The Senate Tea Party Caucus — all four members — met for the first time Thursday before a small crowd of supporters on a snow-covered Washington day.
What the caucus and audience lacked in size they made up for in enthusiasm and energy. New Sens. Rand Paul, R-Ky., Mike Lee, R-Utah, and Jerry Moran, R-Kan., fired up the crowd along with Sen. Jim DeMint, R-S.C., by preaching the gospel of deficit reduction and proclaiming that the tea party already has made its presence felt on Capitol Hill and in the White House.
"Some said when people who came from the tea party were elected that Washington would co-opt us," Paul said to a chorus of "No!" from a crowd of about 150. "The interesting thing is, I think we're co-opting Washington.
"Before we were even sworn in, the Republican caucus got together ... they forswore and said, 'No more earmarks,' " Paul continued. "Are they going to co-opt us? I went to my first State of the Union the other day, and guess who is now against earmarks? The president of the United States has been co-opted by the tea party!"
Paul repeated his call to reduce budget deficits swiftly and he trumpeted a bill he's introduced to cut $500 billion in government spending in one year. Among the belt-tightening provisions, the bill would eliminate funding for the Department of Housing and Urban Development; slash all Education Department programs except for Pell Grants, which he'd cap at $16.23 million; eliminate several Department of Agriculture programs; and transfer Coast Guard funding from the Department of Homeland Security to the Defense Department.
"Most of official Washington think that's way too dramatic and we can never do it," Paul said. "But guess what? It's not enough. ... It barely gets us going in the right direction."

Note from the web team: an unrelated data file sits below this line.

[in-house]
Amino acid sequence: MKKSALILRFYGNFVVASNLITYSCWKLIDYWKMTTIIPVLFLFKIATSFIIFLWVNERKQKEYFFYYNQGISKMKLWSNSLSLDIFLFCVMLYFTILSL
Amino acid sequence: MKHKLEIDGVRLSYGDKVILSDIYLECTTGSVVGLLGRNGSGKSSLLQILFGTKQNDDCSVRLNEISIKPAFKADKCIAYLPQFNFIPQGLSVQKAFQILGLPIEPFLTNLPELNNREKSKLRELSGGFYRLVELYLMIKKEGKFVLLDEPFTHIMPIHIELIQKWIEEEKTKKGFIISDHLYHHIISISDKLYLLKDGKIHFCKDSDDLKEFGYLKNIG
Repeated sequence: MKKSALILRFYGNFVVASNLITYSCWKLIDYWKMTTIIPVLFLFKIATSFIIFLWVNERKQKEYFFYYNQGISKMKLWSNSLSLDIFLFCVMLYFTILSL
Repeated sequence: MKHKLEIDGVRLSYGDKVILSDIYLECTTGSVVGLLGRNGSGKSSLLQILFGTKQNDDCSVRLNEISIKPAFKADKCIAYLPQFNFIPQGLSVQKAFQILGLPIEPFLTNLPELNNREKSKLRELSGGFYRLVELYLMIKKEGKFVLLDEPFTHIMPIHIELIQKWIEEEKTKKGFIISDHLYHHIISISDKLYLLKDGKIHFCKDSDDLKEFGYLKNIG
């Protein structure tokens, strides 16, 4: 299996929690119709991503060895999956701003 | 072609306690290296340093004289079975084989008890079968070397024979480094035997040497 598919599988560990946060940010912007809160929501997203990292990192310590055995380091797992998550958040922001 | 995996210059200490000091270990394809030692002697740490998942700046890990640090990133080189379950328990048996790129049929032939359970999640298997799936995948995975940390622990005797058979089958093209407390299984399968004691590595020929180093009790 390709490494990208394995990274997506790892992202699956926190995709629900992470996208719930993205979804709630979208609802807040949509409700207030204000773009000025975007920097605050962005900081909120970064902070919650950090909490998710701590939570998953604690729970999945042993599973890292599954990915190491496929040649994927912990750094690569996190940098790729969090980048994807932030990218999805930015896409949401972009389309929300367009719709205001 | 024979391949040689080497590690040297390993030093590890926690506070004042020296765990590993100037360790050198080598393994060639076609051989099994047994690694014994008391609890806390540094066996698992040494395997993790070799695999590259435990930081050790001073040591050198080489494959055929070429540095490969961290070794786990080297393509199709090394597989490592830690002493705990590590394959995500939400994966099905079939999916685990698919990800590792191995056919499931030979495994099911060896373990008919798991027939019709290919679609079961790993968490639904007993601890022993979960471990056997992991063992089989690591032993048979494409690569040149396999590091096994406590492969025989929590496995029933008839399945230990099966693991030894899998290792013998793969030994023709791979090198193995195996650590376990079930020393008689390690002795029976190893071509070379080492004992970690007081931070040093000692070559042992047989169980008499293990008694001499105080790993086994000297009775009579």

"If you could just put forward something that allows us to see we could reach a balanced budget this year or the next year, the tea party would be much more energized in this process," she said.
"If I put down the things that have to be cut this year to cut $1.5 trillion, it would probably kill the idea," DeMint told Miller. "If we could get a group of folks who say, 'Here's how you can do $1.5 trillion this year,' yeah, I'd be on the team. But what we're trying to find is how we can get 60 votes in the Senate."
On another fiscal matter, Paul urged tea party supporters to help find some way to link raising the federal debt ceiling "to something of value." The government could run out of money by March 31 if Congress doesn't act to increase the government's $14.3 trillion debt limit.
"It can't be a one-time token cut," he said. "I want to link cuts to the debt ceiling. We also need to transform the process; we need to force them to balance the budget by law."
DeMint, who campaigned for several tea party candidates last year, had the look of a proud papa at Thursday's gathering. He thanked tea party supporters for giving him conservative, deficit-hawk foot soldiers in Congress.
"Thank you for them, for Marco Rubio and Pat Toomey. ... We got a great new group of folks from all over the country because of the tea party," DeMint said. "There's not one Republican here who does not understand that they would have not won the election without tea party support."
Several Republican lawmakers were absent from the caucus launch. Rubio, a new senator from Florida, didn't attend. Sen. Toomey, of Pennsylvania, dropped by to push his bill that would order the government to prioritize paying the interest on its debt, then left to attend a Budget Committee hearing.
Toomey's bill is an effort to short-circuit Obama administration claims that the U.S. could trigger a global financial crisis if Congress doesn't raise the debt ceiling.
Rubio has expressed concerns that a tea party caucus would infringe on the grassroots nature of the movement, a position Paul disagrees with.
"How will they get their agenda passed if we don't talk to them?" Paul said. "This is all about talking to the grass roots."
DeMint said he didn't consider the paucity of Republican senators who attended a snub of the tea party. He said he considered the caucus more of an informal "sit-down" sounding group than a formal caucus.
"It is not a caucus run by politicians," DeMint said. "We wanted to create a forum for people to come in and unload on us."